As of January 1, 2023, agencies and facilities may obtain approval for an additional intensive treatment period of up to 30 days. A petition may be filed in the county superior court if the professional staff of the treating agency or facility determines that the individual requires additional treatment after 15 days of the initial 30-day period, but at least seven days before its expiration. The court must either deny the petition or order an evidentiary hearing within two court days after the petition is filed, and may approve an additional 30 days of intensive treatment if all of the following requirements are met:

  1. The individual is gravely disabled as a result of mental disorder or impairment by alcoholism;

  2. The individual has been advised of, but not accepted voluntary treatment;

  3. The facility providing the treatment is equipped and staffed to provide intensive treatment; and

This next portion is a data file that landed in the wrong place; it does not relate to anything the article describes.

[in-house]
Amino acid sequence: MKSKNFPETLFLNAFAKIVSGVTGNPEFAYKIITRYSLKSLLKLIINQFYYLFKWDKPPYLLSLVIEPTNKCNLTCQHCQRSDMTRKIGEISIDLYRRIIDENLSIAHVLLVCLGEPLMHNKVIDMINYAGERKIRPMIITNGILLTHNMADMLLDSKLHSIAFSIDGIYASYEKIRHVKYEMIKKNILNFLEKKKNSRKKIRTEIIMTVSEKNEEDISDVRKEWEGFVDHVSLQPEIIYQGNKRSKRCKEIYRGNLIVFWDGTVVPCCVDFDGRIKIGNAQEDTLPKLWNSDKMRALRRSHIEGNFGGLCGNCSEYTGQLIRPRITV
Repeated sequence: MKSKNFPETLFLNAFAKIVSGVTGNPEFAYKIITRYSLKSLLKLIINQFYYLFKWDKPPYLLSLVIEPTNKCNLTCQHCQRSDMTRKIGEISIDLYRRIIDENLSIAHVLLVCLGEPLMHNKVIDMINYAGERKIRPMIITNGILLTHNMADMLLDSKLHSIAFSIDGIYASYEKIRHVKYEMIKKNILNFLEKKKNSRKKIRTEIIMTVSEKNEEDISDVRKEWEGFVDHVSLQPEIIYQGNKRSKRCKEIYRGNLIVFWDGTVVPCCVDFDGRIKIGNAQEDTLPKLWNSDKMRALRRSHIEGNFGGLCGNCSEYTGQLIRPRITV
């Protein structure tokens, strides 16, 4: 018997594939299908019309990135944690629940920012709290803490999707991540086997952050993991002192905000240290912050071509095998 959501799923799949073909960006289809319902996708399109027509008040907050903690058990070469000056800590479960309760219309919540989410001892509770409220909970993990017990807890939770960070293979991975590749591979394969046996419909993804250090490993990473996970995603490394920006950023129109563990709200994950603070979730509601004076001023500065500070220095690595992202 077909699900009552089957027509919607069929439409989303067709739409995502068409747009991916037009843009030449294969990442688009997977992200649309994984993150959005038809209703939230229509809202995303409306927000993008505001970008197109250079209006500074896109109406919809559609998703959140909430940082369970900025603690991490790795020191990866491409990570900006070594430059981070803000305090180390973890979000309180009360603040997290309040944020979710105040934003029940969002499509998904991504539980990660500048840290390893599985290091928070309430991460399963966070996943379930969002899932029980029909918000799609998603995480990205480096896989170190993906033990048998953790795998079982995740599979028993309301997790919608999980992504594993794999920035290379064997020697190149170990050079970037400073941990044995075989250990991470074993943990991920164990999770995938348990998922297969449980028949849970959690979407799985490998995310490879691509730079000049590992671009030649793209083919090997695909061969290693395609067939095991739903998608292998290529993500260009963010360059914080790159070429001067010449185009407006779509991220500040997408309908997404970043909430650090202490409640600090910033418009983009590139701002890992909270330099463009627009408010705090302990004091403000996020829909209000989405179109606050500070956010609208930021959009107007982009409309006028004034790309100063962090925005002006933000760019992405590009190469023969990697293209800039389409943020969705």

4. The person is likely to benefit from continued treatment.

The court must approve the extension of time before the end of the initial 30 day period for involuntary treatment to continue.

The legislative intent behind increasing the time of involuntary treatment was to assist patients who could benefit from the additional treatment and thus avoid conservatorship, which is a costly and time consuming process.

Unfortunately, the new law does not address the potential issues created for California’s behavioral health treatment system by an increase in involuntary treatment. However, this new law is part of an ongoing effort to modernize California mental health services and in March 2023, Governor Newsom proposed a 2024 ballot initiative that is intended to, among other things, create thousands of new beds for mental health treatment.

SB 1338: Creates the Community Assistance, Recovery, and Empowerment (CARE) Court Program

The CARE Court program (Program) was created to establish a new pathway to deliver mental health and substance use disorder services to individuals suffering from schizophrenia spectrum and other psychotic disorders. The new law relies upon the California State Department of Health Care Services to allocate funds to the seven initial counties (Glenn, Orange, Riverside, San Diego, San Francisco, Stanislaus, Tuolumne) including the City of San Francisco, which will be first to implement the new program. These seven counties must set up CARE Courts by October 1, 2023, and the rest of the state, including the remaining Bay Area counties, must follow by December 1, 2024.